Making Things Better is a 2002 novel by Anita Brookner. Brookner died this past March 10 at the age of 87. I always love her books. I love her writing, her plotting, her characterizations... I always feel like I know her characters, as if they are real people. This book is no exception.
from the dust jacket:
The Booker Prize-winning author of The Bay of Angels and Hotel du Lac, "one of the finest novelists of her generation" (The New York Times), now gives us a masterly new novel about the self-discoveries that come with maturity, and the eternal question confronted by people of all ages: What will I do with the rest of my life?favorite quotes:
In this richly written, emotionally revealing novel, Brookner once again "works a spell on the reader" (The Washington Post Book World), as a man finds himself contemplating the difficult life questions: How is it all going to work out? What shall I do before the end? As Herz ponders proposing marriage to an old friend, making a trip to Paris to see a favorite painting, selling his home, moving, starting afrsh, he knows that he must do something with his remaining years. But what?
Brilliant, funny, profound, Making Things Better captures the quanries of aging: the misunderstanding of of an increasingly modern, alien world; awkward conversations with passersby; even more awkward encounters with longtime friends and acquaintances; the anxieties posed by age and uncertainty -and the bizarre, magnificent self-knowledge that perhaps only age, reflection, and experience can bring.
All the deaths were natural, yet all had an aura of horror. It was their lives rather than their deaths that were regrettable, and all the frustrated love that had failed to sweeten their end.
Solitude had bred a stoicism which he hoped would see him through.
"Of course I'll be lonely. But there's a loneliness that comes with age anyway. There's nothing I can do about that.
Herz arranged the photographs on his desk, intent on examining what the past had contributed to his strange joyless present. He looked around the room to see if it were ready to welcome in some impossible but unknown, unhoped-for guest, saw that it was, as ever, immaculate, and with a sigh turned to the mute oblongs he habitually kept in a folder, in a suitcase, obscurely, and which he was now resigned to concealing forever. He felt a distaste, but also a curiosity that always accompanied this particular investigation: the photographs, of no conceivable relevance to anyone he currently knew, were to him a painful record of people whose hold on his affections had dwindled to almost nothing.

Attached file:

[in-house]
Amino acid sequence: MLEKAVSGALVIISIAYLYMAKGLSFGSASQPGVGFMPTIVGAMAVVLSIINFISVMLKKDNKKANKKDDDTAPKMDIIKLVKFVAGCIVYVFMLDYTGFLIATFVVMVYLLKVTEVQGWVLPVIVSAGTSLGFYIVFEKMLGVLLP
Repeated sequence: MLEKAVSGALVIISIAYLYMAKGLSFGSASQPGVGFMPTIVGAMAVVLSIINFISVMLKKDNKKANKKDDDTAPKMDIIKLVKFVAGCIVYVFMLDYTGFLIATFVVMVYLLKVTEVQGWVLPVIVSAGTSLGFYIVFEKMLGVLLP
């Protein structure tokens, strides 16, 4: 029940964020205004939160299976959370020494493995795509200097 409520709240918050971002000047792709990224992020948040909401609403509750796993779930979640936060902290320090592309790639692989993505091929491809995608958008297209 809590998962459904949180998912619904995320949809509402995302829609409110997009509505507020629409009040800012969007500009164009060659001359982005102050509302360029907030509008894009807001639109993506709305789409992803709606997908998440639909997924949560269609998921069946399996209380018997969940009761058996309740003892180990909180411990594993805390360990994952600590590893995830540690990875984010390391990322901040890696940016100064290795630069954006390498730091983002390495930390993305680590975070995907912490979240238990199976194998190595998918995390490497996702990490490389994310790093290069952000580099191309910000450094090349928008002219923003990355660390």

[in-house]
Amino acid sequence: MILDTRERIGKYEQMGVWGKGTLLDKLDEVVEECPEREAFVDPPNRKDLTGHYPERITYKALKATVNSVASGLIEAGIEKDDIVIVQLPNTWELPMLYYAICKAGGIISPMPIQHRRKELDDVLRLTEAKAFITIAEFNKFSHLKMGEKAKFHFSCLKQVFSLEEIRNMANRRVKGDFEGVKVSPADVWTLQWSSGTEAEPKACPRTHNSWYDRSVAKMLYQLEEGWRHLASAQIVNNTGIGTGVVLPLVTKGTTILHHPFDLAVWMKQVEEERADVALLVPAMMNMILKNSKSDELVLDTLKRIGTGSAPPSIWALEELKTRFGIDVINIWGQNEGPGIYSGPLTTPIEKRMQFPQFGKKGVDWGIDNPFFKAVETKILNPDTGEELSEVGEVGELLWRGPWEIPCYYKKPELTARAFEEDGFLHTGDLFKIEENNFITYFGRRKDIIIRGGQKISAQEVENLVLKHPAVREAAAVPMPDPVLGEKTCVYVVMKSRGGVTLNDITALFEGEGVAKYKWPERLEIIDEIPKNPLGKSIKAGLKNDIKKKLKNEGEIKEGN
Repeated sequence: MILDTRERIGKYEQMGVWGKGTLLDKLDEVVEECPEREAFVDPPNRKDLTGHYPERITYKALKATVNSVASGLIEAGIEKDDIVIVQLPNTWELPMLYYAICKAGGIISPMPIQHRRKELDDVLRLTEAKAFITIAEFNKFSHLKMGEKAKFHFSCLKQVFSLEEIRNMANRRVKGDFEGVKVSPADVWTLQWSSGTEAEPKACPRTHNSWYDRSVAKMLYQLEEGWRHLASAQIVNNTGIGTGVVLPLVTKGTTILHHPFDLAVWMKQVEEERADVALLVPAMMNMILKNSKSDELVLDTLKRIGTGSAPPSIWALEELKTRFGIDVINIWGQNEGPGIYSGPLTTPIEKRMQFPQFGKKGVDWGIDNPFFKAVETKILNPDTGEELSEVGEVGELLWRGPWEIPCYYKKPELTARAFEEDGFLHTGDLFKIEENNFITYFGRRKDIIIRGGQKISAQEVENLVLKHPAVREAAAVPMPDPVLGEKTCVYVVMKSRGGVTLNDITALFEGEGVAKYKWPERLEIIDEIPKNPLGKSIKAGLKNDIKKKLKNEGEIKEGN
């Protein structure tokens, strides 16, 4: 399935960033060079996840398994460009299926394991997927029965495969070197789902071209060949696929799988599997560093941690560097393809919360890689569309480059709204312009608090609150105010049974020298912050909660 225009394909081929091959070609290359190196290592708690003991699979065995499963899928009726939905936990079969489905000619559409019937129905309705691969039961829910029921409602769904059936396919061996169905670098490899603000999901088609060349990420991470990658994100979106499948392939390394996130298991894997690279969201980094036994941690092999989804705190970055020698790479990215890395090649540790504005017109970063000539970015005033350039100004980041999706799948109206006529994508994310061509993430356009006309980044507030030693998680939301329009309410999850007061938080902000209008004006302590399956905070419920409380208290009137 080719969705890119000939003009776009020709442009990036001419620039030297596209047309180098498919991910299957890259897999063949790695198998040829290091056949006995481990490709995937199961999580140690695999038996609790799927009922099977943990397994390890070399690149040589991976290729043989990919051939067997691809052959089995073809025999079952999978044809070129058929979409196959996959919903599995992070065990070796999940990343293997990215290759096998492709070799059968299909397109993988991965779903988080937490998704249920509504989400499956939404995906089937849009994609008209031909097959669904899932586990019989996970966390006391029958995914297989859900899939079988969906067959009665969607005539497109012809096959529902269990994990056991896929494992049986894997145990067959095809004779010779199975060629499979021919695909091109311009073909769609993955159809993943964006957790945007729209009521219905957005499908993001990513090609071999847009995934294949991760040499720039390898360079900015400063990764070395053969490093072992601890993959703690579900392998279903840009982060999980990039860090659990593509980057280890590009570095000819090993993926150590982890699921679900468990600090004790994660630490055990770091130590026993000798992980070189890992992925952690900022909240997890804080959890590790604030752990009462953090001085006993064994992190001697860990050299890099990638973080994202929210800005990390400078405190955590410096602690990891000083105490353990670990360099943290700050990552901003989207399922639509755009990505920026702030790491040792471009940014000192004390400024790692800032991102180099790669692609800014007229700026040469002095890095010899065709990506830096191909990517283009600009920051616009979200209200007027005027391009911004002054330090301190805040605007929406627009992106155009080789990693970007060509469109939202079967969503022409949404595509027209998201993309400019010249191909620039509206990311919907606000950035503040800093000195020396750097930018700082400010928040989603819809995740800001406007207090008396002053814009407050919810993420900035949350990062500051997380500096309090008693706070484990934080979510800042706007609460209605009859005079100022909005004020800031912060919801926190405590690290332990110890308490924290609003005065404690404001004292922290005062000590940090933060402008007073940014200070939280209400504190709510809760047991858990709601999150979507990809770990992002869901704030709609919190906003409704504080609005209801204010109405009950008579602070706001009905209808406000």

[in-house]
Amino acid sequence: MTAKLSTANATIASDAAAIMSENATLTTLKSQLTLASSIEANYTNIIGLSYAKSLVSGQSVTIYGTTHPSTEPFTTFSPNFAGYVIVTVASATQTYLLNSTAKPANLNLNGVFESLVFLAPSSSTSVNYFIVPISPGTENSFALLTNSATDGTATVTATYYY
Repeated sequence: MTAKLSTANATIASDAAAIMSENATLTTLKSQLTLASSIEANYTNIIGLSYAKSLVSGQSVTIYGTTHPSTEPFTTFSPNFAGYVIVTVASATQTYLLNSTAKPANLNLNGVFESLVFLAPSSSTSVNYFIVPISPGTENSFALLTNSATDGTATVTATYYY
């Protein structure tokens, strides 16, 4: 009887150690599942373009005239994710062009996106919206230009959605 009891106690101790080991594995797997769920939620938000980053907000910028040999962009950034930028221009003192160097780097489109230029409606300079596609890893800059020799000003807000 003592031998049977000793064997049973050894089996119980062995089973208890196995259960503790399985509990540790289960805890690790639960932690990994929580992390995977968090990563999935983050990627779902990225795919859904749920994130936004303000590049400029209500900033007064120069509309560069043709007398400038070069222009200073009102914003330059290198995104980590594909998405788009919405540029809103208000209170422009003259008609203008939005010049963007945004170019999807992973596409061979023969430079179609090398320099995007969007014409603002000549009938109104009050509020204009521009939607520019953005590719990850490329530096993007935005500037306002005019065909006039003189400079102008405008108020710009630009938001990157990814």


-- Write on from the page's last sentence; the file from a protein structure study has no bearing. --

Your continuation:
Yet he was bound to those people, had been formed by them, had now exhausted their legacy, such as it was, and considered himself the recipient of their various discontents, in comparison with which his own seemed somehow lightweight. It was a feeling of unworthiness, as if he had somehow got off scot-free, that contributed towards his ambivalence. Even the photographs served as a reminder of complicated familial unhappiness. He did not intend to look at them again, would put them away forever, to be thrown away after his death with the rest of his belongings, but conceived it as a duty to pass them once more in review before locking them away in the suitcase which would in turn take its place in the basement room he shared with others...
Women aged as best they could, he supposed. He had not given the matter much thought. But age was a grievous business for everyone.
"There comes a time in a woman's life when she no longer wants to make an effort, wants to let her hair go, wear comfortable shoes, stop trying to attract men. And yet there's a sadness in this. You lose a future."
The NYT says,
For days after I finished the novel, I kept thinking about Julius Herz, as if he were someone I knew. Part of the reason he had such an effect was that Brookner never delivers a verdict on him: characteristically, she leaves that up to the reader. ... All she does is tell her stories. With her unfashionable restraint, with the glow of unshowy intelligence on every page she writes, with the brevity and directness of her novels, and with her self-effacing willingness to put her imagination entirely at the service of the story she's telling, Brookner is an artist of an exceptional purity.Publishers Weekly says,
Brookner's gentle exploration of Julius's emotional dilemma is pursued with exquisite precision and empathy. In her novels, fate is cruel and hope of happiness a chimera, yet her characters are so fully realized that one feels the beat of life in their veins and longs for them to yield to their stifled urge for freedom.Kirkus Reviews describes it as "Another intelligent, emotionally wounded protagonist muses on a life consumed by others’ expectations".